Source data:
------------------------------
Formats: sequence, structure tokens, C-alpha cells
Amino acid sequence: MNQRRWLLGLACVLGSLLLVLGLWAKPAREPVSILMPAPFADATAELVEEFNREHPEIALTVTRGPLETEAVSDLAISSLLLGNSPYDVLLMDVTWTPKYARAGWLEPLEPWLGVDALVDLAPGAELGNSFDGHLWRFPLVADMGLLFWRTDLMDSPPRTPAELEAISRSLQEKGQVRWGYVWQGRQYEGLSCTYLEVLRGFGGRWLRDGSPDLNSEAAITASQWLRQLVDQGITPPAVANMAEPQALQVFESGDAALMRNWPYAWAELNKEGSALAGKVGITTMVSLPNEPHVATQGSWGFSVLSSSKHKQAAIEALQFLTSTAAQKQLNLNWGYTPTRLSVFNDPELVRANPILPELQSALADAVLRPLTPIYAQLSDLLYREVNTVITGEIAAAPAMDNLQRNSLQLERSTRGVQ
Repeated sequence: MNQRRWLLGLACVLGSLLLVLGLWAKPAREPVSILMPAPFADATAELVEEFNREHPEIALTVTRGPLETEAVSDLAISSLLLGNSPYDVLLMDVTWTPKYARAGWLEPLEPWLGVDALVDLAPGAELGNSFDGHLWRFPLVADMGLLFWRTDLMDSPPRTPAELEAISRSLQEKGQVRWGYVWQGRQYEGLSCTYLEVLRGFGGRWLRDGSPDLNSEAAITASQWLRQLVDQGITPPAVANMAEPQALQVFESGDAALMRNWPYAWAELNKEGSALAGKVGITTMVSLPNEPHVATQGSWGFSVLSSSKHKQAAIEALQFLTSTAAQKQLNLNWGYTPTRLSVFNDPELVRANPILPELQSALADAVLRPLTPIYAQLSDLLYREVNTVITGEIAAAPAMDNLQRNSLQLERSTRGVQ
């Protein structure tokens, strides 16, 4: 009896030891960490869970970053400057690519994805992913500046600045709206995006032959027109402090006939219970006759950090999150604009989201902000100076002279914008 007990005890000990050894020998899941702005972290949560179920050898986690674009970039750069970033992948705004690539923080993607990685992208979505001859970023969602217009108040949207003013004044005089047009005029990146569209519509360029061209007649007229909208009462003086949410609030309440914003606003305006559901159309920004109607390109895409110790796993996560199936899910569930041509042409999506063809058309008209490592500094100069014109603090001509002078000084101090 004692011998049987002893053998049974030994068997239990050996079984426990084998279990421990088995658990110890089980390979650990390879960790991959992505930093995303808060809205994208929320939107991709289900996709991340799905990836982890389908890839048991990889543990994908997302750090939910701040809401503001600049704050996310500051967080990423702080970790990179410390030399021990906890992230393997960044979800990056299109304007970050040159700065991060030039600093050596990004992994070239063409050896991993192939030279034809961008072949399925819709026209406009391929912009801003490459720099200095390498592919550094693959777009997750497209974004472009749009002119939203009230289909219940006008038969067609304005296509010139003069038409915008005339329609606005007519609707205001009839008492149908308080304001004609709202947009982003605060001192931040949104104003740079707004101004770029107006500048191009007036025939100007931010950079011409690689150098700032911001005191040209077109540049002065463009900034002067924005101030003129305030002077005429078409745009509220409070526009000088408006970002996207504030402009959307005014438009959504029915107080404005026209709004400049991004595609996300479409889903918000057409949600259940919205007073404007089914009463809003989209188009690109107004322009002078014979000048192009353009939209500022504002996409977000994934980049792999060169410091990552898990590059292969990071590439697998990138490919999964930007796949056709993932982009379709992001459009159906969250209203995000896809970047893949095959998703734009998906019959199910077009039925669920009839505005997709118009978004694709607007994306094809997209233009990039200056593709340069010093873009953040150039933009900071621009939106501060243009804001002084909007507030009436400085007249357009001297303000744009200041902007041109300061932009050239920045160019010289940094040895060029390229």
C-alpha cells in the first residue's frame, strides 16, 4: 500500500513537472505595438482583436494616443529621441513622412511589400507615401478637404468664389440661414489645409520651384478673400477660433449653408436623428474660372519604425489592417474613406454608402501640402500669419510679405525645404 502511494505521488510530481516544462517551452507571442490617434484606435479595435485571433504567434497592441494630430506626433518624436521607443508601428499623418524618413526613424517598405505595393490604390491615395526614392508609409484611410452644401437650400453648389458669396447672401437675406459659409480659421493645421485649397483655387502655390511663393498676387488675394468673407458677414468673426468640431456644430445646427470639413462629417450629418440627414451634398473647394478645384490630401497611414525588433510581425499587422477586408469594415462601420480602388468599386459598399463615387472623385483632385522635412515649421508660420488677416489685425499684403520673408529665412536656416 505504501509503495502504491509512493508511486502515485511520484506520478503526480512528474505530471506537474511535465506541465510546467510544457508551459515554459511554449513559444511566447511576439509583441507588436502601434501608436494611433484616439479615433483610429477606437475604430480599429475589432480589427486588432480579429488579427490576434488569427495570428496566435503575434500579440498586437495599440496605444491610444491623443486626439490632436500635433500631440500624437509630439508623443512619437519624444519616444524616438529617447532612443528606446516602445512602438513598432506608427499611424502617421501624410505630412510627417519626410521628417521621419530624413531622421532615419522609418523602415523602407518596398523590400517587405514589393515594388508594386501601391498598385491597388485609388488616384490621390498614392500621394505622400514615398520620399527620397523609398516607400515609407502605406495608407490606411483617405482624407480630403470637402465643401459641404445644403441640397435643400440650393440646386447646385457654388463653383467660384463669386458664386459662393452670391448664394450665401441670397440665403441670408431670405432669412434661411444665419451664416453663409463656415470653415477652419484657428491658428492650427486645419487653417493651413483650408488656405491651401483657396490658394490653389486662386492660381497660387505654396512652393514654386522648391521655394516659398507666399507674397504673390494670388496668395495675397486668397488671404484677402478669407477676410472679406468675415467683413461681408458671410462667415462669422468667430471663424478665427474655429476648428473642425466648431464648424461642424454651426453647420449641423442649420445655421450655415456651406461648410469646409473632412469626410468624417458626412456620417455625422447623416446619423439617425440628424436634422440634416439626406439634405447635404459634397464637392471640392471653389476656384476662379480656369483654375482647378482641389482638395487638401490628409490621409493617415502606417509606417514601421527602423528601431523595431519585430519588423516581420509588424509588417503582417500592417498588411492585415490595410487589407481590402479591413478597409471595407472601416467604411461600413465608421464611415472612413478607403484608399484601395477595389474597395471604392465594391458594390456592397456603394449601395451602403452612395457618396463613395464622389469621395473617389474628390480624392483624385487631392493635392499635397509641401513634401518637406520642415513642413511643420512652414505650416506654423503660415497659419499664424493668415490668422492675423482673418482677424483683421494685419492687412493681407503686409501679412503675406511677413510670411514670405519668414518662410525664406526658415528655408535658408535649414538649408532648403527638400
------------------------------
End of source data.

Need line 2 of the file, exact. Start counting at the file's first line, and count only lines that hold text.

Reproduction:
Amino acid sequence: MNQRRWLLGLACVLGSLLLVLGLWAKPAREPVSILMPAPFADATAELVEEFNREHPEIALTVTRGPLETEAVSDLAISSLLLGNSPYDVLLMDVTWTPKYARAGWLEPLEPWLGVDALVDLAPGAELGNSFDGHLWRFPLVADMGLLFWRTDLMDSPPRTPAELEAISRSLQEKGQVRWGYVWQGRQYEGLSCTYLEVLRGFGGRWLRDGSPDLNSEAAITASQWLRQLVDQGITPPAVANMAEPQALQVFESGDAALMRNWPYAWAELNKEGSALAGKVGITTMVSLPNEPHVATQGSWGFSVLSSSKHKQAAIEALQFLTSTAAQKQLNLNWGYTPTRLSVFNDPELVRANPILPELQSALADAVLRPLTPIYAQLSDLLYREVNTVITGEIAAAPAMDNLQRNSLQLERSTRGVQ